The Crystal skipper is a small brown butterfly endemic to 30-mile stretch of barrier islands in North Carolina between Fort Macon State Park and Hammocks Beach State Park. This butterfly gets its name from the small white “crystals” that dot its brown wings. While the crystal skipper is sometimes mistaken for a moth, it belongs to a group of butterflies called skippers. Skippers are typically stockier and duller compared to many of the butterflies with which people are more familiar.
The North Carolina coast has its own species of butterfly – the Crystal skipper. Though first collected in 1978, it was not formally described as a new species Atrytonopsis quinteri until 2015. This small brown butterfly can be found around sand dunes along the Crystal Coast from April to May, and again from July to August.
The skipper is endemic to just a 50 kilometer stretch from Bear Island to Fort Macon State Park, and its total range is less than 3,300 ha. Unfortunately, the skipper is experiencing habitat fragmentation due to urban development, as much of its range overlaps with human activities, buildings and homes.
My students and I work with an interdisciplinary research team to conduct butterfly counts, vegetation surveys and habitat restoration projects to help support the Crystal skipper population.
Partners include North Carolina Aquariums, NC State University CMAST, Michigan State University, the US Fish and Wildlife Service, North Carolina Sea Grant, the North Carolina Botanical Garden, and the Master Gardeners.
In 2018 and 2019, we conducted vegetation surveys at six sites along Bogue Banks to assess the extent of seaside little bluestem, the skipper’s required host plant. Seaside little bluestem seed collection and propagation has enabled the team to plant over 1000 plants in areas where it was sparse.
In 2019, our vegetation surveys examined the impacts of Hurricane Florence on bluestem density and distribution. The results reflect the scouring effect of the hurricane and, combined with skipper surveys, helped us identify areas in need of additional restoration work.
The host and nectar plants required by the skipper are common dune plants. In Summer 2019, we partnered with the NC Botanical Garden to collect seeds from seaside little bluestem and other common dune plants that provide nectar for the Crystal skipper. These are being grown out for planting in the Fall of 2020.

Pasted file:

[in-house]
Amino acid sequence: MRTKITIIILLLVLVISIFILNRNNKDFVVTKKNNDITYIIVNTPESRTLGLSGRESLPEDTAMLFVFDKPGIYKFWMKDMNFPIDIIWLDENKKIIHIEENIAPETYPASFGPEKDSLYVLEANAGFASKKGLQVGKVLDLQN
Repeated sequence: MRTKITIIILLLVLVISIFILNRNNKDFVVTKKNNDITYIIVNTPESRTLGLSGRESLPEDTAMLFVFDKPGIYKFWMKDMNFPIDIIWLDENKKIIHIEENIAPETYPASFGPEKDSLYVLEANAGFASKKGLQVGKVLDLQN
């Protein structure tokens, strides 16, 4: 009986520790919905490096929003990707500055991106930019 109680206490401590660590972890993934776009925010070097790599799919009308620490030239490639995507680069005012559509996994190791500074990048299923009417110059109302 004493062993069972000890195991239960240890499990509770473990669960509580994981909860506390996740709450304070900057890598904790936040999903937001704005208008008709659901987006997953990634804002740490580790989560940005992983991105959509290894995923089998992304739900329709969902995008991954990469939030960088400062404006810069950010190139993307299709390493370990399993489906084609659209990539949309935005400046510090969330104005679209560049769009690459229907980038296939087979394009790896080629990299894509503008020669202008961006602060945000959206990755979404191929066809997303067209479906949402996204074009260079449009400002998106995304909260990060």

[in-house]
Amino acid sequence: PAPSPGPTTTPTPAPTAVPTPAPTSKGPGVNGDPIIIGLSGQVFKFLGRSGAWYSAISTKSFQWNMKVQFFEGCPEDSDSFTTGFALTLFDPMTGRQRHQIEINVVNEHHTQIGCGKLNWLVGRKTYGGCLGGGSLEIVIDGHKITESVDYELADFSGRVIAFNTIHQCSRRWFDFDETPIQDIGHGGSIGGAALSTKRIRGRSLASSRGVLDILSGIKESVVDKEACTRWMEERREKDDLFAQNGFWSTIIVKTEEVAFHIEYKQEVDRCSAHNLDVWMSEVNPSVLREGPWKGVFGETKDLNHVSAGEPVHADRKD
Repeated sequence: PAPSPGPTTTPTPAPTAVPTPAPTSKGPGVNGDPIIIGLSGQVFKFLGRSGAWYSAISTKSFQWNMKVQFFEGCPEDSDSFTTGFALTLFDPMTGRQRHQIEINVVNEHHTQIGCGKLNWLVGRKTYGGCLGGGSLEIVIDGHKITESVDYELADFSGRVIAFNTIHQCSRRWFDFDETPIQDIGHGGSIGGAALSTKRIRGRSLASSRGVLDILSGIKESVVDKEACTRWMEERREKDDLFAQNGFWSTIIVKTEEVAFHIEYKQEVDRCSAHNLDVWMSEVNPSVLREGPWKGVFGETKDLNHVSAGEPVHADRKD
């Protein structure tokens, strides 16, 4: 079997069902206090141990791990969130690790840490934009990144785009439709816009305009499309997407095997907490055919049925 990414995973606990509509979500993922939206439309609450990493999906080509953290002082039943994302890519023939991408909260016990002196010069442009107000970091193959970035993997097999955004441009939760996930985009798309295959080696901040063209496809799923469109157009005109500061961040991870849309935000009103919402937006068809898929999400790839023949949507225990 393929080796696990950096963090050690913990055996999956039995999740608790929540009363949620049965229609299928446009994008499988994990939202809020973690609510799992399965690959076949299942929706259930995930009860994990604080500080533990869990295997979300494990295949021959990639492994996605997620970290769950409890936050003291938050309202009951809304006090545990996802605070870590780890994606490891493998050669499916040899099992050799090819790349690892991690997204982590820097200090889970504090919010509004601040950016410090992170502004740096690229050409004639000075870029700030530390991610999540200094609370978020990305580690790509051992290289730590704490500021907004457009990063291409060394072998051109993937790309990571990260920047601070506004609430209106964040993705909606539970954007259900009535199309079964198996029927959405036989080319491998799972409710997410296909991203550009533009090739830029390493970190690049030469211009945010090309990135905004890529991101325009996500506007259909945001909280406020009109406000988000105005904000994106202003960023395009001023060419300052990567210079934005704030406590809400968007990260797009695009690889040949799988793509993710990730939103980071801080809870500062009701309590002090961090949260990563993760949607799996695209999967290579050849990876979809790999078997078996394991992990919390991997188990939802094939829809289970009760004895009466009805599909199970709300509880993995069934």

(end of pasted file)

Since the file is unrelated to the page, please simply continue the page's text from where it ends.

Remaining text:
There is great potential to engage students, property owners and beach municipalities in habitat restoration to benefit skippers and other native dune species.
The Crystal skipper has a small range, and is further limited in its habitat use because it is typically found in the swales between the primary and secondary dunes. Because of fragmentation due to human activity on the barrier island, it relies on small areas of suitable habitat scattered along Bogue Banks. Fortunately, research by Dr. Allison Leidner indicates that skippers are able to persist as long as there are enough good “stepping stone” patches of habitat. These patches need to include seaside little bluestem – the plant they prefer to lay eggs on – and plants that provide nectar.
Crystal skipper females lay their eggs on the leaves of seaside little bluestem. The plant also provides the first meals for the caterpillars after they hatch.
A team from the North Carolina Botanical Garden led our seed collection trip in Fort Macon State Park. The park supports a large Crystal skipper population. The Crystal skipper is most often found in the swales between the primary and secondary dunes.
A quick swipe along the stem is all it takes to collect a few seeds from this seaside little bluestem. These seeds are naturally distributed by the wind. Seaside little bluestem is a common and abundant plant in many dunes along Bogue Banks.
During vegetation surveys in 2018 and 2019, we assessed the density of seaside little bluestem and other dune plants in 1-m2 quadrants. In 2018 this data helped us determine where to target habitat restoration efforts. We planted bluestem in sites that had lower densities to provide additional host plants for skippers looking for places to lay their eggs.
The Crystal skipper relies on many native dune plants as sources of nectar. This even includes the flowers of the dune prickly pear. The bright red seed pods were collected for grow out as a nectar plant.
In 2018, Ian Grace (Semester at CMAST, 2018, second from the left) designed and conducted vegetation surveys along Bogue Banks. He enlisted community volunteers – including the Carteret County Master Gardeners pictured here– to help plant seaside little bluestem in sites that had lower densities of seaside little bluestem.
In 2018, a group of volunteers planted about 1000 seaside little bluestem plugs in sand dunes on Atlantic Beach. The plants were grown at a local nursery from seeds collected the previous year. We chose areas where vegetation surveys indicated low densities of this plant. The Crystal skipper needs to lay its eggs on seaside little bluestem, so habitat restoration is an important component of conservation efforts for this butterfly.
Mike Kunz (right), a conservation ecologist at the North Carolina Botanical Garden, led a seed collection trip in 2019. It was a perfect day to walk through the dunes and collect seeds from seaside little bluestem as well as other plants that provide nectar for the Crystal skipper.
Other flowering dune plants like these dune blue curls provide nourishing nectar for the Crystal skipper and other butterflies.